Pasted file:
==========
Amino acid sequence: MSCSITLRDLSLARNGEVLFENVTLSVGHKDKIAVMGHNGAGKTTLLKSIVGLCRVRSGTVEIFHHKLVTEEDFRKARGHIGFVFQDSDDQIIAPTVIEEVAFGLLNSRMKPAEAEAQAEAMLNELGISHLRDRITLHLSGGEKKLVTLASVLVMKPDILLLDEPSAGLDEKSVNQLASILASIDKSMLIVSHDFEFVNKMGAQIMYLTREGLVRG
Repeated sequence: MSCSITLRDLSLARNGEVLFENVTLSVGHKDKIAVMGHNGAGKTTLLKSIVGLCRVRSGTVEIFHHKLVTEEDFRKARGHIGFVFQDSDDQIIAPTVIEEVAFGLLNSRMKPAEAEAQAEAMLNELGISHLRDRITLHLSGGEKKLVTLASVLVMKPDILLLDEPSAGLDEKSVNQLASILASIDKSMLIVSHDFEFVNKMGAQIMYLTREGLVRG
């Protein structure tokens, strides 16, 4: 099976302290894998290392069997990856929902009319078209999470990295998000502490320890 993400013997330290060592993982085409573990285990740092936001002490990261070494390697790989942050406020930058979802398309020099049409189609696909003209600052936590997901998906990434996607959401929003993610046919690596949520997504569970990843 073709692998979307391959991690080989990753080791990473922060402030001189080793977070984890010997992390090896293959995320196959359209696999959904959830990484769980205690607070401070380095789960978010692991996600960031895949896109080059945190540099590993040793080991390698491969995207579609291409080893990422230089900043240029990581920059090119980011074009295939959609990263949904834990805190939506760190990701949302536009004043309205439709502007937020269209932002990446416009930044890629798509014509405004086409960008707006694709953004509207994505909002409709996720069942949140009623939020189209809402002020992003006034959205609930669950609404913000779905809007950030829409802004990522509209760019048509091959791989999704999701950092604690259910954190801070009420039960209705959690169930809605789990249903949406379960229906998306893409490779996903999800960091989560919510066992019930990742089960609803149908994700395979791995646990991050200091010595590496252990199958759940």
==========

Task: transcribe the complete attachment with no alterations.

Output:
Amino acid sequence: MSCSITLRDLSLARNGEVLFENVTLSVGHKDKIAVMGHNGAGKTTLLKSIVGLCRVRSGTVEIFHHKLVTEEDFRKARGHIGFVFQDSDDQIIAPTVIEEVAFGLLNSRMKPAEAEAQAEAMLNELGISHLRDRITLHLSGGEKKLVTLASVLVMKPDILLLDEPSAGLDEKSVNQLASILASIDKSMLIVSHDFEFVNKMGAQIMYLTREGLVRG
Repeated sequence: MSCSITLRDLSLARNGEVLFENVTLSVGHKDKIAVMGHNGAGKTTLLKSIVGLCRVRSGTVEIFHHKLVTEEDFRKARGHIGFVFQDSDDQIIAPTVIEEVAFGLLNSRMKPAEAEAQAEAMLNELGISHLRDRITLHLSGGEKKLVTLASVLVMKPDILLLDEPSAGLDEKSVNQLASILASIDKSMLIVSHDFEFVNKMGAQIMYLTREGLVRG
């Protein structure tokens, strides 16, 4: 099976302290894998290392069997990856929902009319078209999470990295998000502490320890 993400013997330290060592993982085409573990285990740092936001002490990261070494390697790989942050406020930058979802398309020099049409189609696909003209600052936590997901998906990434996607959401929003993610046919690596949520997504569970990843 073709692998979307391959991690080989990753080791990473922060402030001189080793977070984890010997992390090896293959995320196959359209696999959904959830990484769980205690607070401070380095789960978010692991996600960031895949896109080059945190540099590993040793080991390698491969995207579609291409080893990422230089900043240029990581920059090119980011074009295939959609990263949904834990805190939506760190990701949302536009004043309205439709502007937020269209932002990446416009930044890629798509014509405004086409960008707006694709953004509207994505909002409709996720069942949140009623939020189209809402002020992003006034959205609930669950609404913000779905809007950030829409802004990522509209760019048509091959791989999704999701950092604690259910954190801070009420039960209705959690169930809605789990249903949406379960229906998306893409490779996903999800960091989560919510066992019930990742089960609803149908994700395979791995646990991050200091010595590496252990199958759940």